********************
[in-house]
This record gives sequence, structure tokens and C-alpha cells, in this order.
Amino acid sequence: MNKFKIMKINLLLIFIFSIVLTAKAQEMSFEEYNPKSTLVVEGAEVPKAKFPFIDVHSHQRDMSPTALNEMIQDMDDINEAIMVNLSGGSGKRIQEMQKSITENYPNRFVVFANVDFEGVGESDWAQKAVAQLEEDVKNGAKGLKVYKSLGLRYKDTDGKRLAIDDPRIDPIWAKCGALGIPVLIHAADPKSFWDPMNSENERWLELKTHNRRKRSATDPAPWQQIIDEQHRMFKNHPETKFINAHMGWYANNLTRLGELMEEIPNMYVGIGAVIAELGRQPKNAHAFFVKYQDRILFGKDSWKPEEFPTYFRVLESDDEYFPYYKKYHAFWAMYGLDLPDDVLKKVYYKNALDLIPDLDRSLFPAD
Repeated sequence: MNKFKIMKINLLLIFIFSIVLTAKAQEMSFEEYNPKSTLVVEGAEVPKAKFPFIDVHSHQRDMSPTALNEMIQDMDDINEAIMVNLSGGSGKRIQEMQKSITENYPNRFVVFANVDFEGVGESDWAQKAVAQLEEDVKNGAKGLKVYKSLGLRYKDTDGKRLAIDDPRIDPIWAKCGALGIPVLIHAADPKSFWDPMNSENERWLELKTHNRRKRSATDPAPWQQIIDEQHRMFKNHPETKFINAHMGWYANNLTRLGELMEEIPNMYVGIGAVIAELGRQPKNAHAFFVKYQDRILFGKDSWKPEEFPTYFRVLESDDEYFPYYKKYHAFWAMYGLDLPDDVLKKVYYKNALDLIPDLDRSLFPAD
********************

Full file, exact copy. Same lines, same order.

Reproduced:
[in-house]
This record gives sequence, structure tokens and C-alpha cells, in this order.
Amino acid sequence: MNKFKIMKINLLLIFIFSIVLTAKAQEMSFEEYNPKSTLVVEGAEVPKAKFPFIDVHSHQRDMSPTALNEMIQDMDDINEAIMVNLSGGSGKRIQEMQKSITENYPNRFVVFANVDFEGVGESDWAQKAVAQLEEDVKNGAKGLKVYKSLGLRYKDTDGKRLAIDDPRIDPIWAKCGALGIPVLIHAADPKSFWDPMNSENERWLELKTHNRRKRSATDPAPWQQIIDEQHRMFKNHPETKFINAHMGWYANNLTRLGELMEEIPNMYVGIGAVIAELGRQPKNAHAFFVKYQDRILFGKDSWKPEEFPTYFRVLESDDEYFPYYKKYHAFWAMYGLDLPDDVLKKVYYKNALDLIPDLDRSLFPAD
Repeated sequence: MNKFKIMKINLLLIFIFSIVLTAKAQEMSFEEYNPKSTLVVEGAEVPKAKFPFIDVHSHQRDMSPTALNEMIQDMDDINEAIMVNLSGGSGKRIQEMQKSITENYPNRFVVFANVDFEGVGESDWAQKAVAQLEEDVKNGAKGLKVYKSLGLRYKDTDGKRLAIDDPRIDPIWAKCGALGIPVLIHAADPKSFWDPMNSENERWLELKTHNRRKRSATDPAPWQQIIDEQHRMFKNHPETKFINAHMGWYANNLTRLGELMEEIPNMYVGIGAVIAELGRQPKNAHAFFVKYQDRILFGKDSWKPEEFPTYFRVLESDDEYFPYYKKYHAFWAMYGLDLPDDVLKKVYYKNALDLIPDLDRSLFPAD